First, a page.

If at first you don't succeed, try, try again. That's Depomed's
In July, Depomed's extended-release version of Gabapentin GR failed as a treatment for post-herpetic neuralgia (PHN) -- post-shingles nerve pain. Endo Pharmaceuticals'
Shares of Depomed sank last year after it announced that Gabapentin GR failed to reach statistical significance on its primary goal -- pain reduction -- in the phase 3 PHN study. Considering that the immediate-release version of gabapentin has been around for various indications since 1994, proving its efficacy as a treatment for PHN, Depomed's failure here was somewhat surprising.
Depomed partially blamed the Gabapentin GR study failure on a higher-than-expected placebo effect in the control group (not uncommon in pain drug studies) and the size of the study's two drug-treated-patient groups. To prevent a larger-than-expected placebo effect from hampering results again, and to improve the trial's odds of success, Depomed is increasing the number of patients in this new phase 3 study, eliminating one of the drug treatment groups, and enrolling a more strictly defined patient population.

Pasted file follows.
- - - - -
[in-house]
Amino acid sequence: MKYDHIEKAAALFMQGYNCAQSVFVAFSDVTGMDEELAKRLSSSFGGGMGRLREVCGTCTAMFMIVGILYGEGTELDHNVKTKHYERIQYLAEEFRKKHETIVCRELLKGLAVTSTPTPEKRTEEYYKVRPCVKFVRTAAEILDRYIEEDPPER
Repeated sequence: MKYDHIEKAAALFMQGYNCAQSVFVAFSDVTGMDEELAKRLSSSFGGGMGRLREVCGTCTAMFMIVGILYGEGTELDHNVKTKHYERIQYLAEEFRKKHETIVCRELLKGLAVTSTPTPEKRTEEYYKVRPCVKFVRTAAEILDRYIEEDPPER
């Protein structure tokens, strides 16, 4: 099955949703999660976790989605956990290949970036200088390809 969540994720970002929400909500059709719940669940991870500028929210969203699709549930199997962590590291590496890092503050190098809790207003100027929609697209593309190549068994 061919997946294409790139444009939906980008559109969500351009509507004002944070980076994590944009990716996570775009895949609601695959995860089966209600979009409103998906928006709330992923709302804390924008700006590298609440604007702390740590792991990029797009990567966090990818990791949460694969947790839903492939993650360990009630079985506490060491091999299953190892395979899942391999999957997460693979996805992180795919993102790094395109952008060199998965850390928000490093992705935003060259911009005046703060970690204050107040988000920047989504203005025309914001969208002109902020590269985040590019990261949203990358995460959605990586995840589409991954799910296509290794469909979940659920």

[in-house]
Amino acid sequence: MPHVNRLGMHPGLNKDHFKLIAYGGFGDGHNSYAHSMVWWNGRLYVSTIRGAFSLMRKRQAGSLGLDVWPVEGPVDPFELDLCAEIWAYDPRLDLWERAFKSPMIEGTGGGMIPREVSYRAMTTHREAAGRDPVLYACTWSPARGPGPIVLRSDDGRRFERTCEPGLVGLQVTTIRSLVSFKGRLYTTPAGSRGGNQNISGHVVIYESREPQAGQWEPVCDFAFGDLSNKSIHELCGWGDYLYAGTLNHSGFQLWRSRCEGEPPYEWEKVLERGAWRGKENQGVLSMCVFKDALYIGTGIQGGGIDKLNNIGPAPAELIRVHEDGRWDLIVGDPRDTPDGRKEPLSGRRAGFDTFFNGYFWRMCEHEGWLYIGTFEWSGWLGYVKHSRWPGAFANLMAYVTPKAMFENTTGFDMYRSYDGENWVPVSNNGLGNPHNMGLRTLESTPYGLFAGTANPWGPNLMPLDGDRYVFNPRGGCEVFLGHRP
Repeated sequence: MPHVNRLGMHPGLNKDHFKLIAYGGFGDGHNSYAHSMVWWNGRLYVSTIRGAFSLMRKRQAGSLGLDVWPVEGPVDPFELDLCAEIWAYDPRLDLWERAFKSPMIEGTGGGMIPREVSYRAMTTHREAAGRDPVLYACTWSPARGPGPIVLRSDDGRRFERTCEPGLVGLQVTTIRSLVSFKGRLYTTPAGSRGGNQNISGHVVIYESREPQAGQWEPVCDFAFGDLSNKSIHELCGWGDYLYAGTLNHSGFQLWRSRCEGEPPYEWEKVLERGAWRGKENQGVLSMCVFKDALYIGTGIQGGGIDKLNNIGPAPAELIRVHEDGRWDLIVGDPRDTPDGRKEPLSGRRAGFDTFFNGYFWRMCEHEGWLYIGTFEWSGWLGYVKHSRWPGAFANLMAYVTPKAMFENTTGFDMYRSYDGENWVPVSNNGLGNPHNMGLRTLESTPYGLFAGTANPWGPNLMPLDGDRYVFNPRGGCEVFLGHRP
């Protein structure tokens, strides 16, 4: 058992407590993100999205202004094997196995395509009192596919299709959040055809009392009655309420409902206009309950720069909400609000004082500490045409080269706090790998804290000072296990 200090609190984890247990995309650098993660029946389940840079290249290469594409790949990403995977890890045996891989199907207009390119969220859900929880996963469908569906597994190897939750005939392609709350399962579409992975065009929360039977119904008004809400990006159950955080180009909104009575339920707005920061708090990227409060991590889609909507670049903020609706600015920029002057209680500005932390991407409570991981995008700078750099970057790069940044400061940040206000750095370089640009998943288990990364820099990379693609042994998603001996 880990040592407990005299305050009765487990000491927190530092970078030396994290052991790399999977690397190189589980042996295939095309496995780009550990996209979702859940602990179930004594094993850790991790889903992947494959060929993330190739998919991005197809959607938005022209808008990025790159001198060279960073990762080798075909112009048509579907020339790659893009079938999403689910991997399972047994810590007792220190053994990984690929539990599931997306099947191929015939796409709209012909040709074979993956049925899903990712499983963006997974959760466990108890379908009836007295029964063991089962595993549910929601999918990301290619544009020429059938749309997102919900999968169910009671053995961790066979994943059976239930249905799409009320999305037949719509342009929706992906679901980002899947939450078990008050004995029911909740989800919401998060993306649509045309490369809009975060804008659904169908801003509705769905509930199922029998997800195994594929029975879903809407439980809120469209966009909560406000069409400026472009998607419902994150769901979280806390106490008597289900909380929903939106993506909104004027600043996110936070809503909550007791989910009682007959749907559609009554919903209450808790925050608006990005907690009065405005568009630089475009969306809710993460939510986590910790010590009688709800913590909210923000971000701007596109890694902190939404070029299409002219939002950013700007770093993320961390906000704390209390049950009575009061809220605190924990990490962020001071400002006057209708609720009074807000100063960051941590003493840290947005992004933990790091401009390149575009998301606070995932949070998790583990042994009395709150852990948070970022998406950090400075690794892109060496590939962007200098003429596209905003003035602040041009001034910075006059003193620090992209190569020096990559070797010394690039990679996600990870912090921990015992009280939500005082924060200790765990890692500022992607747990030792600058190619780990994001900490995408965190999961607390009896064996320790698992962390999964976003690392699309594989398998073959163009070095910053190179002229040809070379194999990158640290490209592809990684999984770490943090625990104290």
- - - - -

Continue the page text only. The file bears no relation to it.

These changes will more than double the sample patient size for the Gabapentin GR once-daily treated patients (a good thing from a statistical point of view) in the study, and potentially help to reduce some of the placebo effect Depomed said it saw in the first study.
Last year was rough for Depomed, after partners King Pharmaceuticals